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Queen Victoria’s funeral is almost a grand message


Years ago Queen Elizabeth II passed away at her Dear Balmoral on September 8, 2022, the state plans for her death, called London Bridge Operation, has been specified. This foresight, so typical of the queen’s pragmatic, no-nonsense personality, is a far cry from the bewilderment that greeted the death of Britain’s last great queen.

In January 1901, Queen Victoria, 81, lay dying at Osborne House, on the Isle of Wight. Based on Stewart Richardsreally attractive Curtains down in front of her Of His Majesty, As the queen lay peacefully while surrounded by her family, in another room the courtiers were frantically trying to figure out what would happen next.

“Since the last death of a king occurred in 1837, no one seems to know what the procedure was,” Written Sir Frederick Ponsonby, an ordinary queen and assistant secretary. “We spent the evening looking for what was done when George IV and William IV died.”

There are no photographs for reference, and few survivors remember the death of the last king, who served the royal family with great loss. “The ignorance of historical precedent among men whose business is known is great,” Reginald Brett, Viscount Esher write boldly.

They have very little time to learn. At 6:30 p.m. on January 22, Queen Victoria died while being held by her grandson Kaiser Wilhelm II. Although Victoria’s oldest son, now King Edward VII, tried to control the story by publishing the news of his mother’s death, the media frenzy quickly took hold. “I was told the scene down the hill to Cowes [on the Isle of Wight] shameful,” wrote Ponsonby, according to Richards. “Reporters on horse-drawn carriages and bicycles were seen racing to the post office in East Cowes, and the men shouted as they ran, ‘The Queen is dead.'”

Right from the start, things didn’t seem right. The Queen had asked her not to be mummified, so a coffin had to be ordered quickly. However, when the undertaker’s assistant arrived, it was discovered that he had not carried the coffin as expected, as he claimed that he needed to take the deceased queen’s measurements.

The tenacious Kaiser Wilhelm, already despised by most of his relatives in England for his unpleasant personality, was disgusted. “It’s always been like this,” he said angrily, according to Richards. “When an ordinary, humble person dies, everything is arranged quite easily and with reverence and care. When a ‘personality’ dies, you all lose your head and make silly mistakes that you should be ashamed of. The same thing happens in Germany as it does in England: You are all the same! “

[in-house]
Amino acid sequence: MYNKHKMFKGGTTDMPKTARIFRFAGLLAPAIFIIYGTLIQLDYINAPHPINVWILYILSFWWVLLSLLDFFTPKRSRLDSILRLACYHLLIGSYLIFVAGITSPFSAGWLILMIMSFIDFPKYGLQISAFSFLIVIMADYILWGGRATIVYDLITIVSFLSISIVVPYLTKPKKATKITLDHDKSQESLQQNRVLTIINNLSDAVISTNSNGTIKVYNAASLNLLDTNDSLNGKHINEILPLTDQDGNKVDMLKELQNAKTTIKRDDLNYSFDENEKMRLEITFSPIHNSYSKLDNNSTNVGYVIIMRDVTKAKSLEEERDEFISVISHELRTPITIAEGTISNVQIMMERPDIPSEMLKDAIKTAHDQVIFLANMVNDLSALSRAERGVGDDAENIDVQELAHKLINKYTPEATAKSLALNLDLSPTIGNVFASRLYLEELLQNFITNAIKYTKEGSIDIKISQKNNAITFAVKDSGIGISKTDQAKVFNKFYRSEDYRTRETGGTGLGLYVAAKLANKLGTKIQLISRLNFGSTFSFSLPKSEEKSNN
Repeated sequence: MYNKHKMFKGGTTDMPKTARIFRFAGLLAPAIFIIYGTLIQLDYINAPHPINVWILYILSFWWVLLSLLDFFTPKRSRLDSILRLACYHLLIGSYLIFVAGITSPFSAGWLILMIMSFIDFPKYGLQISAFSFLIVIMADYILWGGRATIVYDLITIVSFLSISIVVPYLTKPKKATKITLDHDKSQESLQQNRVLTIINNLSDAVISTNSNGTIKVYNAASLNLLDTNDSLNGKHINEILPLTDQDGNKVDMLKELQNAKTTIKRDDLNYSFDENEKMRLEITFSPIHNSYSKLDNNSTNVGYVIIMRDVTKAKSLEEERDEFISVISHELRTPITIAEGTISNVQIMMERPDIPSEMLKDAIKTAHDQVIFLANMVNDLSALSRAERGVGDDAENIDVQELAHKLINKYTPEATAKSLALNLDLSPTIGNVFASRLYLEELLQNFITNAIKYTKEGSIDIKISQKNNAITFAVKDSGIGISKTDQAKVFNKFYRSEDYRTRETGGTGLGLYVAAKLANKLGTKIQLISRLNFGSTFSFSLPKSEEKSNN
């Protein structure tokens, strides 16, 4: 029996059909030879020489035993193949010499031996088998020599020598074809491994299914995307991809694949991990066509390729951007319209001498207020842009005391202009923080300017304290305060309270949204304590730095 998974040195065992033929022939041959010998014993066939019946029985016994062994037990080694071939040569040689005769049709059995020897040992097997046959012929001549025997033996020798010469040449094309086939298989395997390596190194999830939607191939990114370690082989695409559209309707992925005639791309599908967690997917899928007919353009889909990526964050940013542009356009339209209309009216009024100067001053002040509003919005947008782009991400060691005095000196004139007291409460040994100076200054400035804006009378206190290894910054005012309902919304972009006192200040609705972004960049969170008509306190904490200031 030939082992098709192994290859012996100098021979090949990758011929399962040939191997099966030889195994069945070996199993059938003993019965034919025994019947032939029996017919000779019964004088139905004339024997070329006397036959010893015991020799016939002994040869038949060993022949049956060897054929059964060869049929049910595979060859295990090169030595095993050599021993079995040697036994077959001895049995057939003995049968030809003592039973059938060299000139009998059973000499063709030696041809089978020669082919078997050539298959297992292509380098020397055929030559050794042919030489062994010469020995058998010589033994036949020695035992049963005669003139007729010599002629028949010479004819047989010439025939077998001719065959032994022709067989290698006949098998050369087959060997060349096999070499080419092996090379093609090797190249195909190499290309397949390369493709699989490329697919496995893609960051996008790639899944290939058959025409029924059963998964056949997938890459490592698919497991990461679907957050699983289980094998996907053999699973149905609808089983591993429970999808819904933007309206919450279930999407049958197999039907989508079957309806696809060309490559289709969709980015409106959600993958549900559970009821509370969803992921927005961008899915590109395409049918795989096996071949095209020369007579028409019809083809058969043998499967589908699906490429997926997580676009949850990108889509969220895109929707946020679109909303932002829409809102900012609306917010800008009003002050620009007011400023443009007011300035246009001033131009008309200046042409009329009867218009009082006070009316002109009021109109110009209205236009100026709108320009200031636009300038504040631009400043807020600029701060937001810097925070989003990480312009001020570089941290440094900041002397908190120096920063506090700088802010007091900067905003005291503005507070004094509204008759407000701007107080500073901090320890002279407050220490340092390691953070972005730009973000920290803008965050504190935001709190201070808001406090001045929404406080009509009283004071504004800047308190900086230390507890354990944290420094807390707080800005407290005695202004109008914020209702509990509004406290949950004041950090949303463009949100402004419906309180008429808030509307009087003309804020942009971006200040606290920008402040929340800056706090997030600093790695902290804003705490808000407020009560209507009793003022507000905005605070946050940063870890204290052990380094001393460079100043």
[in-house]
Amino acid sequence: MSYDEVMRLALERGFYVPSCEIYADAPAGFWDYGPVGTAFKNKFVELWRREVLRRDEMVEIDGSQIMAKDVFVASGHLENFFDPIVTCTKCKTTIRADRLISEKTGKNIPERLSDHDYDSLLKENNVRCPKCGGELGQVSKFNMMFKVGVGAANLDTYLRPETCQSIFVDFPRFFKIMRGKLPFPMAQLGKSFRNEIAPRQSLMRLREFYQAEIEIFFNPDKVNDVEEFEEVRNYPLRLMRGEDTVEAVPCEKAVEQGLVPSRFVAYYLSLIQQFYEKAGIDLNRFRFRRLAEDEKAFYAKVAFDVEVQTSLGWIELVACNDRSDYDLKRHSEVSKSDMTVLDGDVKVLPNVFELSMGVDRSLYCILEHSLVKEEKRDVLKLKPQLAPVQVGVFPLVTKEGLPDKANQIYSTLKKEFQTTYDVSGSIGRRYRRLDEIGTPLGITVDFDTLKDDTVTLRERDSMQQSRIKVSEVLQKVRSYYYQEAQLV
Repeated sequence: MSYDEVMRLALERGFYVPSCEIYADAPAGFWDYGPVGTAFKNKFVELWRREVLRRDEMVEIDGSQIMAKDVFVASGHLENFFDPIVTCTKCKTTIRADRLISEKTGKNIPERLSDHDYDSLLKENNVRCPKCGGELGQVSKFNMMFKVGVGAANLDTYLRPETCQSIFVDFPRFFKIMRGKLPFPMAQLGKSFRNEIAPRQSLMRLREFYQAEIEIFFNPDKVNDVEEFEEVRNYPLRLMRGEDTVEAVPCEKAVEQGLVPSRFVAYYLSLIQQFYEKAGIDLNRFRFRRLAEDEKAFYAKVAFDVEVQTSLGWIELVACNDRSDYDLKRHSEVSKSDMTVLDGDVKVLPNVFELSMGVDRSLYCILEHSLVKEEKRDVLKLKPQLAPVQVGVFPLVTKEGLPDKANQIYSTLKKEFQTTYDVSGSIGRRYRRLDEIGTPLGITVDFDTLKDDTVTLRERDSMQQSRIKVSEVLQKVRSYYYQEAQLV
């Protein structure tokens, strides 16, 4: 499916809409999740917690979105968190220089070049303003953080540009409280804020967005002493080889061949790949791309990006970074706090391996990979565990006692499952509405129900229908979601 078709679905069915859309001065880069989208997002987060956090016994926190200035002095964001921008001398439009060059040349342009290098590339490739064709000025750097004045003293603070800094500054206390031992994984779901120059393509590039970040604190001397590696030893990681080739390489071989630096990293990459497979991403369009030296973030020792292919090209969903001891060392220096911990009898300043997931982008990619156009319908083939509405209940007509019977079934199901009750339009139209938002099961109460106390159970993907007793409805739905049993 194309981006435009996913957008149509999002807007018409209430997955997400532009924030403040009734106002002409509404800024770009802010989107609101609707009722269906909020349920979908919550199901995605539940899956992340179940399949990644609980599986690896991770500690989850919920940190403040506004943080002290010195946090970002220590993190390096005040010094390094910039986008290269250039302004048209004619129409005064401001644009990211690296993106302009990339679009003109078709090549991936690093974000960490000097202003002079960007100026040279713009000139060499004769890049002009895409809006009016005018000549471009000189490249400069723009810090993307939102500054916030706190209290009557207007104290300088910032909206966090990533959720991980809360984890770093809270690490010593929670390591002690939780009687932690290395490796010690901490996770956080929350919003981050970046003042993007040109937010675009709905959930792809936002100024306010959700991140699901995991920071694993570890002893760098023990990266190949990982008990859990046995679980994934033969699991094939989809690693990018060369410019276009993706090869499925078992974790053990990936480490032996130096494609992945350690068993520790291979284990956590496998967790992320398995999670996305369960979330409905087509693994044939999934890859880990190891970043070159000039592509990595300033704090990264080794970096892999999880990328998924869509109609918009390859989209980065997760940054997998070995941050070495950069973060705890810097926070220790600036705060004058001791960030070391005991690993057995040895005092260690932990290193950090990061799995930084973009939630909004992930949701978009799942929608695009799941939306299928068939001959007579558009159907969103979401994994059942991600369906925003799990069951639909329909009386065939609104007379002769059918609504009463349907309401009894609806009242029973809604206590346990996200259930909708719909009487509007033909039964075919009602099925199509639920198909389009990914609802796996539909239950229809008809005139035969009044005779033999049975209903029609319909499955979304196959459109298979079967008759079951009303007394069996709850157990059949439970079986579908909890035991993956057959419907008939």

Not wanting to let the rude aide touch the sacred queen, the kaiser and other courtiers solved the problem on their own.

“If the event were less serious and formal, there would be much humor in the emperor’s zeal for the rather dull undertaker’s assistant,” said Randall Davidson, Bishop of Winchester remember. “The emperor was afraid of his poor compatriots who were powerless to obey. The man was simply terrified. He was an unsuitable person, as I see it, so we refused to leave him (as he wished) in the room to take the necessary measurements, and in fact the measurements were taken. shown by the emperor, [Sir James] Reid, and myself, under the direction of the man, who stood by and told us exactly what he wanted. It was quite a curious sight. “

A fight also broke out between Henry Fitzalan-Howard, 15th Duke of Norfolk, and Edward Hyde Villiers, Lord Chamberlain – over who had the right to arrange the royal funeral. The Duke of Norfolk, also an earl marshal, prevailed (current earl marshal, Edward Fitzalan-Howard, 18th Duke of Norfolk, currently arranging funerals for Queen Elizabeth II), causing the blood to bad between the two factions. “Lord Chamberlain is deeply sorry, and will likely refuse to assist,” Richards said. “Indeed, it would be fortunate if these two ceremonial dignitaries did not come to the heartbroken.”

The Duke of Norfolk is fortunate to have some guidance. Three years before her death, Queen Victoria wrote that she wanted a state funeral in honor of the military — royal funerals that follow the same pattern to this day. She wants it done “with respect – but simply.” Curiously, for a woman haunted by death and mourning – who had worn black for decades in honor of her beloved husband, Prince Albert’s early death – Victoria requested a white funeral, no public located in the state and no hearse to carry her coffin.



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